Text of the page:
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Nations League Group 2

Iceland 0:1 England (Sterling pen 90+1). 

Sent off: Walker, 70’’, Ingason, 89’’ 

Hello you. It’s been a while.

England played a football match this evening – their first in ten months.

The international game came back with an ear-splitting bang – although only metaphorically. Other than the thud of boot on ball, and the occasional Eric Dier bawl, the Laugardalsvöllurstadium in Reykjavik was largely silent. And for 89 minutes, both teams delivered a suitably muted encounter. That was until two red cards and two late, late penalties delivered the kind of pulsating drama which has become par for the course in the Nations League

Nation's League Match Report: Iceland 0:1 England

England have fond memories of this competition, but not the opposition. There was to be no Icelandic thunderclap tonight, none of the guttural din which greeted the nation’s victory over England on that star-crossed night in the summer of 2016. Apart from anything, the absence of crowd noise revealed that, no matter how good they are with their feet, not one member of this England team had a decent set of pipes on them. A droning, lifeless rendition of God Save the Queen was followed by a similarly sedate display from the Three Lions.

While England’s passing was relatively sharp in the first half, and one or two occasions a heart-in-mouth play out from the back almost mutated into a goalscoring chance, in front of goal this was not the performance of a blood-starved team. On more than one occasion, a man in white fluffed his lines when a chance presented itself – Declan Rice’s air shot after 20 minutes was the prime example. Mind you – had VAR in been in place tonight, this could have been a very different game. Harry Kane prodded the ball in at the far-post from Raheem Sterling’s cross after just six minutes but was wrongly pulled back for offside.

With the scores still level, Iceland maintained their low block. There were plenty of five-yard passes, plenty of little twists and feints, but England were unable to find a window of opportunity to slip through. And as the game grew older, Iceland fell further and further back. They had the occasional opening on the break, but any footsteps in the opposition half were washed away by wave after wave of England attack.

Nation's League Match Report: Iceland 0:1 England

Iceland is the proverbial “tough place to go and get a result,” and It quickly became apparent that if the opposition were to have any joy, it would come from either a set-piece or the death-dealing weapon of war that is an Aron Gunnarsson long throw. He lined one up on 30 minutes, a sight enough to bring back bed-wetting nightmares for anyone who watched this same fixture four years ago. But it came to nothing. This Iceland team did not possess the same rugged beauty as its predecessor. They looked like any other small international side, content to drop deep and do everything they could to close the talent gap.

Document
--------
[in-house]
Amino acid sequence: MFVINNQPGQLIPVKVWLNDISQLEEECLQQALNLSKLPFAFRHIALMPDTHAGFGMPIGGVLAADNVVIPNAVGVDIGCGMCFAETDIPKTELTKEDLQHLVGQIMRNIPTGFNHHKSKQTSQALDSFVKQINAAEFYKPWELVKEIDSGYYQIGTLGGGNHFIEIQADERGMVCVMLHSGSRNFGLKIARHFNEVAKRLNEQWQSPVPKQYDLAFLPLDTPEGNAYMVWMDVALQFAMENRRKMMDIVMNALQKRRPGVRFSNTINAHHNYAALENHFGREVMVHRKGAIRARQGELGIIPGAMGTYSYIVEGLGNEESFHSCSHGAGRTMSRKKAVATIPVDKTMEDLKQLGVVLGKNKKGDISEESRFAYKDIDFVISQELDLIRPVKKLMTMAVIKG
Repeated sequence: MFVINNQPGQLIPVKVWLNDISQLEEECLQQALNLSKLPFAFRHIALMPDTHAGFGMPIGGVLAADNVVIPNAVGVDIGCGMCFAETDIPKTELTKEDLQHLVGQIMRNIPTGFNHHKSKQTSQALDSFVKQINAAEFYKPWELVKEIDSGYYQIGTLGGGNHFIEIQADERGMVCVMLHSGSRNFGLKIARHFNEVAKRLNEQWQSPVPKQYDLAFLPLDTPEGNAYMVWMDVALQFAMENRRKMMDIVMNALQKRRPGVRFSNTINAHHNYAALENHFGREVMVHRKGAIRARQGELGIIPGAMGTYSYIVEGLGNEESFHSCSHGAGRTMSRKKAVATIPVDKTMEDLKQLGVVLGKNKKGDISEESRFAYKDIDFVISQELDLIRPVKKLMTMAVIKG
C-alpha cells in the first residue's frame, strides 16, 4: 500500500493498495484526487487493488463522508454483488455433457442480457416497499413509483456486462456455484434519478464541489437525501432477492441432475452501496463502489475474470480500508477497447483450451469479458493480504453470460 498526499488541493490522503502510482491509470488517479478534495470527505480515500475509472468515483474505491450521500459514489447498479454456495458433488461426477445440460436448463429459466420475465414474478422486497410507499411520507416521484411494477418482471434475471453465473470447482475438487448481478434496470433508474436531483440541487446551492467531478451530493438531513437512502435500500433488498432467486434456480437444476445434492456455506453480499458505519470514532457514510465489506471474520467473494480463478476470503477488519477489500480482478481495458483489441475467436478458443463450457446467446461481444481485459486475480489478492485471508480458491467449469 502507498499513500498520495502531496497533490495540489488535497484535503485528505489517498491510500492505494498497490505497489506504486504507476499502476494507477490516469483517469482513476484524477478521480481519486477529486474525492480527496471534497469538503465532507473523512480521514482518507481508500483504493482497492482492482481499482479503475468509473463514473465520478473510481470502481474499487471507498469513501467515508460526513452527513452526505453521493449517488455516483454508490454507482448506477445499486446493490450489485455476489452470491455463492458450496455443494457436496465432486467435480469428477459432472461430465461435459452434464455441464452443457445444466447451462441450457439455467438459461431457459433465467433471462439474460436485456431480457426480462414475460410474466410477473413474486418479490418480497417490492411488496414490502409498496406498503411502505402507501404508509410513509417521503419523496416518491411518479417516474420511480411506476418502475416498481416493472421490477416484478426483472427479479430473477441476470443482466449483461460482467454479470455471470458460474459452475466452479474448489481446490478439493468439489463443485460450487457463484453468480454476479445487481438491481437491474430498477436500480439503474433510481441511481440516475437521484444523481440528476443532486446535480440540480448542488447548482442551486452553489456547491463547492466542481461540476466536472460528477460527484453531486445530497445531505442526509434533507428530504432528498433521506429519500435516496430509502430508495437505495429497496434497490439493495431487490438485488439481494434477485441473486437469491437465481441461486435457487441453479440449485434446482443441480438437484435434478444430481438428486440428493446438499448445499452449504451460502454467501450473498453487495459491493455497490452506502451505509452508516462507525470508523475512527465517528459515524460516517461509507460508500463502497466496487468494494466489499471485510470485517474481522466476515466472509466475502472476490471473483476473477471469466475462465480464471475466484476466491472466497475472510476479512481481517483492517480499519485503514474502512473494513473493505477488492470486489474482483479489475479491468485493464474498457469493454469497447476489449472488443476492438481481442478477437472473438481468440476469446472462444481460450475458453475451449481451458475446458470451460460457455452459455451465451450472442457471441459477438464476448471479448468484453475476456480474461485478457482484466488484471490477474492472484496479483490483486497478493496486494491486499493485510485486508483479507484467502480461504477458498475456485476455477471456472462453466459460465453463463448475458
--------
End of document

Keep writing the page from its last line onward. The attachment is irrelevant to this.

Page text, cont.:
Nation's League Match Report: Iceland 0:1 England

It takes a certain type of player to melt away this kind of obstinance, a player like Phil Foden. The young Manchester City gunslinger was brought into the side to play between the lines, to create an angle, to provide that fizzle and pop, but was quiet on his England debut.

With 20 minutes to go, the lifeless match received a shot of adrenaline. Kyle Walker received a second yellow after lunging for, and missing, a loose ball. Gareth Southgate might tentatively have hoped that going down to ten would tempt Iceland out of their shell, but such a situation did not come to pass.

After trying to squeeze through gaps in the Icelandic defence for three-quarters of the match, England sent on Trent Alexander-Arnold with a quarter of an hour to go in the hope of twisting a few more crosses into the area. It wasn’t quite an abandoning of principles from Southgate, but it was emblematic of the fact that England’s strategy was bearing no fruit.

Just as the match looked to be petering out, England won a corner. The delivery went in, a shot was unleashed, an arm was struck. Penalty England. Raheem Sterling calmly despatched and that looked to be that. They had successfully cashed in their get out of jail free card.

But seconds later, with England thinking the game was won, Iceland were awarded a penalty of their own. Joe Gomez tangled with the Icelandic forward, bringing him to the floor. Fortunately, the disaster was abated as Birkir Bjarnason floated the ball into the non-existent fans behind the goal. A bizarre penalty and a huge let-off for England. 

Iceland

  • 1 Halldórsson
  • 2 Hermannsson
  • 14 Árnason
  • 5 Ingason Booked at 89 mins
  • 18 Magnússon
  • 15 Thorsteinsson Substituted for Sigurdsson at 66’minutes
  • 8 Bjarnason
  • 4 Pálsson
  • 21 Traustason Substituted for Hallfredsson at 76’minutes
  • 11 Gudmundsson
  • 22 Bödvarsson Substituted for Fridjónsson at 90+1’minutes

Substitutes

  • 3 Fjóluson
  • 6 Eyjólfsson
  • 7 Fridjónsson
  • 10 Sigurdsson
  • 12 Kristinsson
  • 13 Rúnarsson
  • 16 Anderson
  • 17 Fridjónsson
  • 19 Baldursson
  • 20 Hallfredsson
  • 23 AF Skúlason

England

  • 1 Pickford
  • 2 Walker Booked at 70 mins
  • 5 Gomez Booked at 90 mins
  • 6 Dier
  • 3 Trippier
  • 4 Rice
  • 9 Sancho Substituted for Alexander-Arnold at 73’minutes
  • 8 Ward-Prowse
  • 11 Foden Substituted for Ings at 68’minutes
  • 7 Sterling
  • 10 Kane Substituted for Greenwood at 78’minutes

Substitutes

  • 12 Alexander-Arnold
  • 13 Pope
  • 14 Mings
  • 15 Keane
  • 16 Grealish
  • 17 Mount
  • 18 Maitland-Niles
  • 19 Coady
  • 20 Phillips
  • 21 Ings
  • 22 Henderson
  • 23 Greenwood

Referee: Srdjan Jovanovic